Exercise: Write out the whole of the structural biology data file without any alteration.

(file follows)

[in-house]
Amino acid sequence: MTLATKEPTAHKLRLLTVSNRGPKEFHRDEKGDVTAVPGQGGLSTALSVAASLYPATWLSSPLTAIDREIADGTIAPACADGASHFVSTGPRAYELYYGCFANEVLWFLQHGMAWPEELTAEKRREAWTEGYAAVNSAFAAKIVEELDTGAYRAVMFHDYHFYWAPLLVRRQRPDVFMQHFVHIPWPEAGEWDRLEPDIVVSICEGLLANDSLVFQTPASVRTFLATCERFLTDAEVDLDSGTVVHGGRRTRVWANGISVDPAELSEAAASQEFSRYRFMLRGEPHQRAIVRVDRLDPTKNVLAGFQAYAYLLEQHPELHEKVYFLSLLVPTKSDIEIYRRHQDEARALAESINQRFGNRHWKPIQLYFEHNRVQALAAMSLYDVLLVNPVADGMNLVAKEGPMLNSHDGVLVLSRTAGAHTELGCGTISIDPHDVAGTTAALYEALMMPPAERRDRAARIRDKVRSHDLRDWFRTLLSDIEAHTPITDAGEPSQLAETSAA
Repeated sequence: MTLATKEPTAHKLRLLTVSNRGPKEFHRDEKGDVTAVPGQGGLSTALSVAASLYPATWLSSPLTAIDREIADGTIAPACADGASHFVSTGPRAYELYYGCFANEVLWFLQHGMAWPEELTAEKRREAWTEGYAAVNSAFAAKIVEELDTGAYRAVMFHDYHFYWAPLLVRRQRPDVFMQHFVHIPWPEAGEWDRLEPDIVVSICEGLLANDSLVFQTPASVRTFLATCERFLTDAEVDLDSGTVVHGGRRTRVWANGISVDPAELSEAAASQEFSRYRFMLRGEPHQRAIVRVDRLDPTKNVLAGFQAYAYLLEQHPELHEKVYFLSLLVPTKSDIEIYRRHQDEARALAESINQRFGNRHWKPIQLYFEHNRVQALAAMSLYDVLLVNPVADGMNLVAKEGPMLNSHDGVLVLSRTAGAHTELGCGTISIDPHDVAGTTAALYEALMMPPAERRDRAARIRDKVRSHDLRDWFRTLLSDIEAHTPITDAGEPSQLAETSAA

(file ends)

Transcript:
[in-house]
Amino acid sequence: MTLATKEPTAHKLRLLTVSNRGPKEFHRDEKGDVTAVPGQGGLSTALSVAASLYPATWLSSPLTAIDREIADGTIAPACADGASHFVSTGPRAYELYYGCFANEVLWFLQHGMAWPEELTAEKRREAWTEGYAAVNSAFAAKIVEELDTGAYRAVMFHDYHFYWAPLLVRRQRPDVFMQHFVHIPWPEAGEWDRLEPDIVVSICEGLLANDSLVFQTPASVRTFLATCERFLTDAEVDLDSGTVVHGGRRTRVWANGISVDPAELSEAAASQEFSRYRFMLRGEPHQRAIVRVDRLDPTKNVLAGFQAYAYLLEQHPELHEKVYFLSLLVPTKSDIEIYRRHQDEARALAESINQRFGNRHWKPIQLYFEHNRVQALAAMSLYDVLLVNPVADGMNLVAKEGPMLNSHDGVLVLSRTAGAHTELGCGTISIDPHDVAGTTAALYEALMMPPAERRDRAARIRDKVRSHDLRDWFRTLLSDIEAHTPITDAGEPSQLAETSAA
Repeated sequence: MTLATKEPTAHKLRLLTVSNRGPKEFHRDEKGDVTAVPGQGGLSTALSVAASLYPATWLSSPLTAIDREIADGTIAPACADGASHFVSTGPRAYELYYGCFANEVLWFLQHGMAWPEELTAEKRREAWTEGYAAVNSAFAAKIVEELDTGAYRAVMFHDYHFYWAPLLVRRQRPDVFMQHFVHIPWPEAGEWDRLEPDIVVSICEGLLANDSLVFQTPASVRTFLATCERFLTDAEVDLDSGTVVHGGRRTRVWANGISVDPAELSEAAASQEFSRYRFMLRGEPHQRAIVRVDRLDPTKNVLAGFQAYAYLLEQHPELHEKVYFLSLLVPTKSDIEIYRRHQDEARALAESINQRFGNRHWKPIQLYFEHNRVQALAAMSLYDVLLVNPVADGMNLVAKEGPMLNSHDGVLVLSRTAGAHTELGCGTISIDPHDVAGTTAALYEALMMPPAERRDRAARIRDKVRSHDLRDWFRTLLSDIEAHTPITDAGEPSQLAETSAA